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Enjoy my latest VLOG!

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I am experimenting with a new format today. I received this question from one of my friends on Facebook. I would like to address it as well as I can using the principles laid out in my book.

“Hi I have read alot of your materials, but have you written any thing I can use for my staff? Especially in regards to eliminating poor customer service and building employee morale. I would like to use it as a tool for my first meeting with new staff. Thanks”

–Racquel G.


First, I want to thank you for thinking of me to answer your questions. I am going to try to address Customer Service and Employee Morale as best as I can here, but remember this is a blog. I could write another book on just these subjects alone, but this will get you started.

Improving Customer Service

9 times out of 10 bad customer service is  linked to a lack of training. Especially in small businesses, when all the essential functions are handled in one office. In big corporations, bad customer service has to do with outsourcing, language barriers and a lack of valuing employees. However, in a small office, we often don’t have the resources  or the time to train new employees as much as they should be trained. Much of the time, we just throw them in for OTJ (On The Job) training and assume they will pick it up. This is a grave mistake. If you expect all your employees to create a unified effort to ensure your customers are happy, you must train them on what that unified effort is. If you don’t have any idea what you want that to look like, study some cases of companies that have great customer service. It can be a local small business with whom you had a great experience, or a large corporation. Apple is one company who sets the bar in customer service. Even if you just go into the Apple Store, and study how the employees relate to the customers. Take notes. From your notes you should have some idea what you want your Customer Service plan to look like. Even if its as simple as “The customer is always right,” or “Always smile, be cheerful, and be as helpful as possible.” The next step is enacting it. Train your employees from the moment they walk in the door, let them know what is expected of them. This way, when an expectation is met, there can be a reward and when an expectation is not met, there can be punishment or grounds for termination. I can’t stress enough how important training is. Training will help you showcase your brand and what type of company you are.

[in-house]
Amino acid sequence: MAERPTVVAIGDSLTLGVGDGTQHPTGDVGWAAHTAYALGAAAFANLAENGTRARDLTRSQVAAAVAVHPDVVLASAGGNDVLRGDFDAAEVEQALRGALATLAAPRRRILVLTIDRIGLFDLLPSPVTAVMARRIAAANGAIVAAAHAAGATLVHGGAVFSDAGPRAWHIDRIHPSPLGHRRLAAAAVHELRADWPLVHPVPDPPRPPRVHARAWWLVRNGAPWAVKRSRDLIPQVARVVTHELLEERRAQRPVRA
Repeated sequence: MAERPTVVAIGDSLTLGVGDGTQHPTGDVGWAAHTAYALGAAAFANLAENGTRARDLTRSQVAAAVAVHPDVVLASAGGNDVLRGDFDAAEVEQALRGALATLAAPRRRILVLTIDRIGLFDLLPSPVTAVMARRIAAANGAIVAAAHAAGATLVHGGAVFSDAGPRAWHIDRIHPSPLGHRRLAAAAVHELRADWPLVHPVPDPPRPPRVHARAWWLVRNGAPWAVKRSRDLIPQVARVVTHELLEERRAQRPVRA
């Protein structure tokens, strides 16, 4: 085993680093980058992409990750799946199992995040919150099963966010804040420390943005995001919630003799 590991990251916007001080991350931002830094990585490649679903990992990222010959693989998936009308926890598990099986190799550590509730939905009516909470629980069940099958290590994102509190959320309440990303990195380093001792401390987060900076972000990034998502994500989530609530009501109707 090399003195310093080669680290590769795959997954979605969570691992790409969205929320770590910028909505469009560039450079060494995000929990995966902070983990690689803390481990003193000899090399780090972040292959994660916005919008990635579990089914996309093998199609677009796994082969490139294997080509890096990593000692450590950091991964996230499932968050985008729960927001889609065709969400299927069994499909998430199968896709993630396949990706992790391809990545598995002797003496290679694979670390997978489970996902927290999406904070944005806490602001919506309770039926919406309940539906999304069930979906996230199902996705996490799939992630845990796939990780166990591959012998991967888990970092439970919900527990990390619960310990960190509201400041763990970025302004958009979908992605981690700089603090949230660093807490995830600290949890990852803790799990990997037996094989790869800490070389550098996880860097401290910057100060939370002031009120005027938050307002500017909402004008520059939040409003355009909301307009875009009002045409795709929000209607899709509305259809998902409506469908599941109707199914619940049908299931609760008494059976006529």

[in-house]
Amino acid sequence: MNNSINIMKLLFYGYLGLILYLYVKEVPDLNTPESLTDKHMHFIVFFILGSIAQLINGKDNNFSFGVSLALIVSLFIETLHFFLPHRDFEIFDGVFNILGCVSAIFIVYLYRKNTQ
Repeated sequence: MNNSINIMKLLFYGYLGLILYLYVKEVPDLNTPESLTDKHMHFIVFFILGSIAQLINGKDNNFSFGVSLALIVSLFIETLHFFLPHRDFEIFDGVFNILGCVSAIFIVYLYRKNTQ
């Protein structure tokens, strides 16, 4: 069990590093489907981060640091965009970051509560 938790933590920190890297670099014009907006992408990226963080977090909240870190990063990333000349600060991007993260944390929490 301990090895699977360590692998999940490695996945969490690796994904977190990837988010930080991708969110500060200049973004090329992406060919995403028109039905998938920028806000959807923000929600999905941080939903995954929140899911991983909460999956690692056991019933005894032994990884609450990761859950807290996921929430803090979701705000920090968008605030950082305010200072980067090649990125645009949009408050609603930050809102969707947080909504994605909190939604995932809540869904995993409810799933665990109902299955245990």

Employee Morale

Raising employee morale, or increasing Employee Engagement, is one of the topics I get asked about the most. Happy, dedicated employees are the holy grail, some would tell you. Well I don’t think it’s that hard to develop better morale, but it does take some time. People thrive on relationships. Feeling as though we belong and that people care about us is the center of our core being. If your employees don’t feel cared for, or valued then they will start to detach. They will begin working as robots, without really investing themselves. This is when errors and bad customer service start to become a problem. Building trust and relationships takes time, and understanding. Your employees have to understand that you wont just fire them at the drop of a hat, that you want them to succeed. This means having the courage to confront people when there’s a problem, but doing so because you are concerned about the person as well as your business. If you don’t know where to begin, I have some suggested reading material that will help you find your way into a more caring and soulful business environment.